What do you get when you combine the nearly inexhaustible drive of a pair of young brothers, numerous awards, and a 95-year history that made a remarkable impact on the restaurant industry in America?
You get Regas Restaurant, which was the oldest and one of the most award-winning restaurants in Tennessee — and its former owner, industry veteran Bill Regas.
Regas Restaurant not only triumphed over nearly a century, but it and its partner restaurant Grady’s also mentored industry greats such as Dave Thomas, founder of Wendy’s; Mike Connor, President & CEO of Connor Concepts; and Richard L. Federico, CEO of P.F. Chang’s. To learn the secrets to the Regas Restaurant legacy’s success, we spoke with Regas about what it takes to make it in the restaurant industry, how to keep your business relevant, and when it’s the right time to make a change.
How a Restaurant Icon Is Created
Although it started out looking very different from the place Tennesseans came to know as the location for a romantic dinner or celebration, the original Regas Restaurant began with its own amazing story: one about a young Greek immigrant who came to America and started from scratch.
“When [my father, Regas co-founder Frank Regas] was 14 years old, he was a little mischievous,” said Regas. “His dad asked him, ‘What would it take for you to be a good boy?’ And [Frank] said, ‘Well, loan me enough money to go to the States.’”
Convinced, the elder Regas loaned his son $100 for the transport from Greece to New York. Shortly after he arrived, Frank Regas started working in the restaurant industry, handling everything from dishwashing to serving tables, and eventually opening a successful diner in Knoxville with his brother, Gus.
This story of moving from dishwasher to owner is one that many in the restaurant industry are familiar with — but it’s what the Regas family did with these beginnings that created a true legacy in Tennessee and beyond.
One of the most important of these decisions came about 40 years after the restaurant’s founding, when the younger Regas took over for his father and uncle. It had become clear that the diner was no longer meeting the level of business the family expected, necessitating a new direction.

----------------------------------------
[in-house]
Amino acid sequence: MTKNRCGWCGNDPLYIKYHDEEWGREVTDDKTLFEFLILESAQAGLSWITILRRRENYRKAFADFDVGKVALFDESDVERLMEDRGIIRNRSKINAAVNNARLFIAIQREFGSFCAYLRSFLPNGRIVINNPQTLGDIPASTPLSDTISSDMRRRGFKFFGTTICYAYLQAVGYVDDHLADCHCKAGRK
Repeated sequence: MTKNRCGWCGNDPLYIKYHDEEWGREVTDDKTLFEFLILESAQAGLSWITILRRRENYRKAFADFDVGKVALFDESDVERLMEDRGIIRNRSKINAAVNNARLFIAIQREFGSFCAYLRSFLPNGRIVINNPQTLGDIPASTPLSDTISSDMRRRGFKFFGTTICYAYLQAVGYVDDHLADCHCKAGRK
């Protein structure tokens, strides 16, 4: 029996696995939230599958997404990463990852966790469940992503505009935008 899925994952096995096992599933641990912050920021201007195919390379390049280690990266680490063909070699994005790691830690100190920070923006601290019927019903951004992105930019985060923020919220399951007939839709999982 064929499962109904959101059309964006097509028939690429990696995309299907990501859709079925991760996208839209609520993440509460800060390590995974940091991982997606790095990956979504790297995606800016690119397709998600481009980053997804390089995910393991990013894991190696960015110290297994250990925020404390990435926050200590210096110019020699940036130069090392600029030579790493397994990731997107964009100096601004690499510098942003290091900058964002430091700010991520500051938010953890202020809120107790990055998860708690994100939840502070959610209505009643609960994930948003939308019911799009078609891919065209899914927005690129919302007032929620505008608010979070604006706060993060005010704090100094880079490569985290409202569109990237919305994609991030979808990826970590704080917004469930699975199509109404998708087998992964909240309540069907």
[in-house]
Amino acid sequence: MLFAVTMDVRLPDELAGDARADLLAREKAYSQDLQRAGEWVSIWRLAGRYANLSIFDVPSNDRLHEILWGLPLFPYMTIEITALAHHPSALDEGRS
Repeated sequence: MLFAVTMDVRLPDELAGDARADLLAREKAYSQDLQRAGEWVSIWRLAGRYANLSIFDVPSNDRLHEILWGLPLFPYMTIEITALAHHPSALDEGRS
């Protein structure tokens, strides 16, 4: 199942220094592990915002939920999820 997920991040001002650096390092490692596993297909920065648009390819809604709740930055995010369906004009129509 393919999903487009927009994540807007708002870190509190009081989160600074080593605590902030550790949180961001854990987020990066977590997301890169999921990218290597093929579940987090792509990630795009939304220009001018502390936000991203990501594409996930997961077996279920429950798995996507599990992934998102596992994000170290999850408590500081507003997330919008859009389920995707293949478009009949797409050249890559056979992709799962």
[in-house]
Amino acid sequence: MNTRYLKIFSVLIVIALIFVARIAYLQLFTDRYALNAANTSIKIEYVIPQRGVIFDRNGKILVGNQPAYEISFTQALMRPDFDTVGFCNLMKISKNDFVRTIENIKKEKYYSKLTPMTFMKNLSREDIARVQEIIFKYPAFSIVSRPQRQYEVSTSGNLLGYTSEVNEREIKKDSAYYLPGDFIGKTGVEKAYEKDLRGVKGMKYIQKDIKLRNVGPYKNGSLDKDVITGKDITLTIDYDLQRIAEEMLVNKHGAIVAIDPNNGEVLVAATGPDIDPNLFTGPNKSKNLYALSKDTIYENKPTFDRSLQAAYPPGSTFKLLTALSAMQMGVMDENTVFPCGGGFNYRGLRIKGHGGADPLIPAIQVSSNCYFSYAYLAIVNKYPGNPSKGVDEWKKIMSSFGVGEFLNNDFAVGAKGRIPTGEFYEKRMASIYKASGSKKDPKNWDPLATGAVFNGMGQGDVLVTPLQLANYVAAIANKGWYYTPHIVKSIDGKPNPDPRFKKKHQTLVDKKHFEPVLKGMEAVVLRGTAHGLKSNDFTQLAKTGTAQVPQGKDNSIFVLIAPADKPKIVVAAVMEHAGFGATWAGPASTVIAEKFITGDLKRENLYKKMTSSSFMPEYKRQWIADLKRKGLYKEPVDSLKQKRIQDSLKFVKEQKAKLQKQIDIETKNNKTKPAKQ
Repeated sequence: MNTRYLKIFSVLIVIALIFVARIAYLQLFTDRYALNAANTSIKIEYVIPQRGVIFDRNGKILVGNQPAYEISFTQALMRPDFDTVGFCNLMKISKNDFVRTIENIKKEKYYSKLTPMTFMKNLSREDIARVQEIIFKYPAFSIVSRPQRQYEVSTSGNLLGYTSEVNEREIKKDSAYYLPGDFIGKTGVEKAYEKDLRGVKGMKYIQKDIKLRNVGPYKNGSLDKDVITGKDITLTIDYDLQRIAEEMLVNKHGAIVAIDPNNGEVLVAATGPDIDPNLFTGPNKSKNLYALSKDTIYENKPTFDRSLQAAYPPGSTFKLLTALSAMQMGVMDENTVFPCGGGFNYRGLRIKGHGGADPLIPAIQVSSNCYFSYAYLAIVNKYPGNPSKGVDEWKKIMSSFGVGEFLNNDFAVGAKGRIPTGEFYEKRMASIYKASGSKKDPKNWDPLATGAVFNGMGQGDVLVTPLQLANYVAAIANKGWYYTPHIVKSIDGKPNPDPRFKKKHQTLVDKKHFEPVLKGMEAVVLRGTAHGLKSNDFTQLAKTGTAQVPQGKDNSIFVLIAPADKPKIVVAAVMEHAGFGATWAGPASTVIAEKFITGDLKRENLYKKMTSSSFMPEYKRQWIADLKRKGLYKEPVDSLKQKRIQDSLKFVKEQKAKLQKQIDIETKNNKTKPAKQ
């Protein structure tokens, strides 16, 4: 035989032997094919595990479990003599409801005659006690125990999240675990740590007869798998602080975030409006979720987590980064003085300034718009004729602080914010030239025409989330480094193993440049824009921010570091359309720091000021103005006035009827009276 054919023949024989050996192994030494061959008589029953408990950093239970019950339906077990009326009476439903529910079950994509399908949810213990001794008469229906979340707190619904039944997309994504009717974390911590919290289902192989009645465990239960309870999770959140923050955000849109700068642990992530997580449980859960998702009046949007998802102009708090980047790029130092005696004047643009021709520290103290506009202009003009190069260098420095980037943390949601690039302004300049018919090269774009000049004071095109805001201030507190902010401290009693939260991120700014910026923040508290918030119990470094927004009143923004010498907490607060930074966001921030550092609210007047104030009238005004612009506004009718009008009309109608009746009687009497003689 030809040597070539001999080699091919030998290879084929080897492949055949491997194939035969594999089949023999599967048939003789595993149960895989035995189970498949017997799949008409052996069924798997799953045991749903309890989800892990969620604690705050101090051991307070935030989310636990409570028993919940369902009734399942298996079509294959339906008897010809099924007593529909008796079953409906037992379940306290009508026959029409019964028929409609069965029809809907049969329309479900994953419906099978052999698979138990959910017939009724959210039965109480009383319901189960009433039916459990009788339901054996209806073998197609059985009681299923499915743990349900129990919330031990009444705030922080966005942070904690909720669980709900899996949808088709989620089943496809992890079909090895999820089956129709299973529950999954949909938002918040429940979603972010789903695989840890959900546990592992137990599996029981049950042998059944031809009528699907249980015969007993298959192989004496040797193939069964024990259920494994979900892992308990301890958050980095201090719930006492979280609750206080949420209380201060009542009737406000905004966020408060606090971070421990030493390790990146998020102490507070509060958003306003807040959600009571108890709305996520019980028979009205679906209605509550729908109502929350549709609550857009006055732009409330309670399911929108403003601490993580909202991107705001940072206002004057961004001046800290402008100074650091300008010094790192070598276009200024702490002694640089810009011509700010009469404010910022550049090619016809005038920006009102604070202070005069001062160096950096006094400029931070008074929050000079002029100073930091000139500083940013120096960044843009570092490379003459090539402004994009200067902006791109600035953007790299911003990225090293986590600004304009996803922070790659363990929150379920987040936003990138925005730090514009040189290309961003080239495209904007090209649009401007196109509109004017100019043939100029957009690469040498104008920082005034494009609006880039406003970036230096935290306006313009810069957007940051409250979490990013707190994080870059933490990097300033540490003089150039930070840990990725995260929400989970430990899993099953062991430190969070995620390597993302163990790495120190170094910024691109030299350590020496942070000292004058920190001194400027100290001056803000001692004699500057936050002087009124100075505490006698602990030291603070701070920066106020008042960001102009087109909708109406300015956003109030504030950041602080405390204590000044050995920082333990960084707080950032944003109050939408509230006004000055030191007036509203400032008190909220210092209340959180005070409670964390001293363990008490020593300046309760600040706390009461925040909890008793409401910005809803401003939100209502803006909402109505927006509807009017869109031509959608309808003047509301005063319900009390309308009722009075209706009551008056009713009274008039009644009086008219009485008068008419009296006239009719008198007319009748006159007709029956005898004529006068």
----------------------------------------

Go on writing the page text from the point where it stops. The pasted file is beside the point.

“We would do a big lunch business, but at night we didn’t do enough,” said Regas. “So we got [the restaurant] remodeled in flat paint and put candles on the tables. We didn’t want an expensive reputation, so we called it ‘upscale,’ what you’d call ‘upscale casual’ now. We wanted it to be warm and romantic, not stiff and formal. That was our market.”
It was the success of this and many other renovations — and his father’s concentration on always keeping abreast of the direction industry was headed — that inspired Regas’s number one rule of maintaining a successful restaurant: always be willing to change.
Below, we detail more of Regas’s advice for how to make your restaurant last 95 years — or even longer.
The Regas Rules for Restaurants
1. Renovate at Least Every 8 to 10 Years
According to Regas, every restaurant — even those that have been successful in their area for decades — needs to update themselves “at least every 8 to 10 years.”
“My dad would go to the restaurant shows about every 2 or 3 years and see the latest equipment and the latest philosophy of operating restaurants,” said Regas. “He always wanted to be sort of on the cutting edge … [and] that’s what we tried to do.”
Although you do want to capitalize on restaurant trends, Regas warns that it can be all too easy to fall into the trap of a short-lived craze.